The Keshi Foundation in Zuni Pueblo: projects for 2018 and beyond...

In 1981 Keshi, the Zuni Connection, a small shop, was founded in Santa Fe, NM by Zuni artists and schoolteachers. They created a venue where Zuni artists receive fair payment, respectful representation of their unique jewelry, fetishes, and pottery. The public could learn about their fine artwork and the rich culture of the Zuni People.

Zuni Pueblo, located 35 miles south of Gallup, NM, is the largest of the 19 pueblos. Eighty percent of the estimated 11,000 Zuni Pueblo residents make their living from their art. Their geographical isolation challenges their access to markets.

Building on its success, Keshi, the Zuni Connection established The Keshi Foundation (a 501(c)(3) nonprofit, 2016), to expand its impact by “offering sustainable pathways and opportunities to benefit the people of the Zuni Pueblo through their arts and education.”

  Curtis Quam of Zuni Pueblo's A:Shiwi Awan Museum

Curtis Quam of Zuni Pueblo's A:Shiwi Awan Museum

As first steps, The Keshi Foundation produced the very successful Zuni Shows in 2016 and 2017. Held in downtown Santa Fe, the Zuni Shows provided the Zuni artists with an opportunity to directly show and sell their work to the public at full retail. The Zuni Shows presented more than 250 artists, generating $600,000 in income directly going to the Zuni artists and their families. The shows garnered wide praise, with readers of First American Art Magazine calling the show “...one of the world’s top ten best indigenous art shows in 2016”.

The Zuni Shows provided a short-term financial benefit to the shows’ participating artists. They also proved the concept that Zuni artists are a significant and singular attraction to admirers, collectors, and the merely curious. The next part of the challenge is how to impact the greater Zuni population. Many more Zuni artists and the general Zuni population would benefit from enhanced and expanded opportunities in Zuni to make a fair living from their artwork.

  Evalena Boone, President of Zuni Pueblo MainStreet discussing proposed concepts.

Evalena Boone, President of Zuni Pueblo MainStreet discussing proposed concepts.

Our goal is to work with the Zuni community to help create those opportunities through a unique Zuni Cultural and Arts Learning Center to be shaped, owned, and operated by Zunis — while bringing the Keshi philosophy to Zuni Pueblo. Currently, our excitement is high as we explore the concept in partnership with the Pueblo of Zuni Tribal Council, Zuni Pueblo MainStreet and other stakeholders.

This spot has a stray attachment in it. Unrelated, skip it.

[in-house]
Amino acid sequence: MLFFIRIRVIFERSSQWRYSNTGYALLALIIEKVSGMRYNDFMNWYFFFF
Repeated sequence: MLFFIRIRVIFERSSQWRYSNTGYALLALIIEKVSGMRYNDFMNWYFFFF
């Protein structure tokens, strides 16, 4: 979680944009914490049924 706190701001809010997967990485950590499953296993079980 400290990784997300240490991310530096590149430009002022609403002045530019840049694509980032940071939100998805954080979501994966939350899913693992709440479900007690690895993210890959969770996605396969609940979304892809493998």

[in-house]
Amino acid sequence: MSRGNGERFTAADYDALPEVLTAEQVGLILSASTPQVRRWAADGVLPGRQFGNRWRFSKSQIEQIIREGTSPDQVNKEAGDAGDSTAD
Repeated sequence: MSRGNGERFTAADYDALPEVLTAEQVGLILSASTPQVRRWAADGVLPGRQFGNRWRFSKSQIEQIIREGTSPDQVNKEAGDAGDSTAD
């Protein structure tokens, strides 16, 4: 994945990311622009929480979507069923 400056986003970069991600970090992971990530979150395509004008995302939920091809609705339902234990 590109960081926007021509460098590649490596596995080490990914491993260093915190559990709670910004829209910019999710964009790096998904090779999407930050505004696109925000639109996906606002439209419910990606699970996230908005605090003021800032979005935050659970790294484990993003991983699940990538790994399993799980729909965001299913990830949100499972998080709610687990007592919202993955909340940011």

The Keshi Foundation is deeply involved with gathering input from the Zuni People to help develop their Zuni Cultural and Arts Learning Center as a hub of activity, learning and opportunity for Zuni artists and the entire Zuni community, as well as visitors, scholars, and students.

  Robin Dunlap, President of the Keshi Foundation and board member Bronwyn Fox

Robin Dunlap, President of the Keshi Foundation and board member Bronwyn Fox

The vision under discussion would provide a focus for art-related learning, education for artists and visitors, communal work areas, technology development, museum and archival capabilities, as well as direct selling by artists. While still in the early stages, the necessity for this center becomes more evident as we receive more input from the many Zuni groups who will be positively affected.

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To move this project forward we need your help and assistance. Donations are welcome as well as gifts of Zuni artwork which are available for sale on the Foundation website, with proceeds used entirely for the Zuni People. Download a flyer here.

 Edmund Cooeyate at work

Edmund Cooeyate at work

 Jamie Peynetsa displays his pot at the 2016 Zuni Show.

Jamie Peynetsa displays his pot at the 2016 Zuni Show.

Kevin Chapman (Zuni Sioux) Eagle fetish 2 .jpg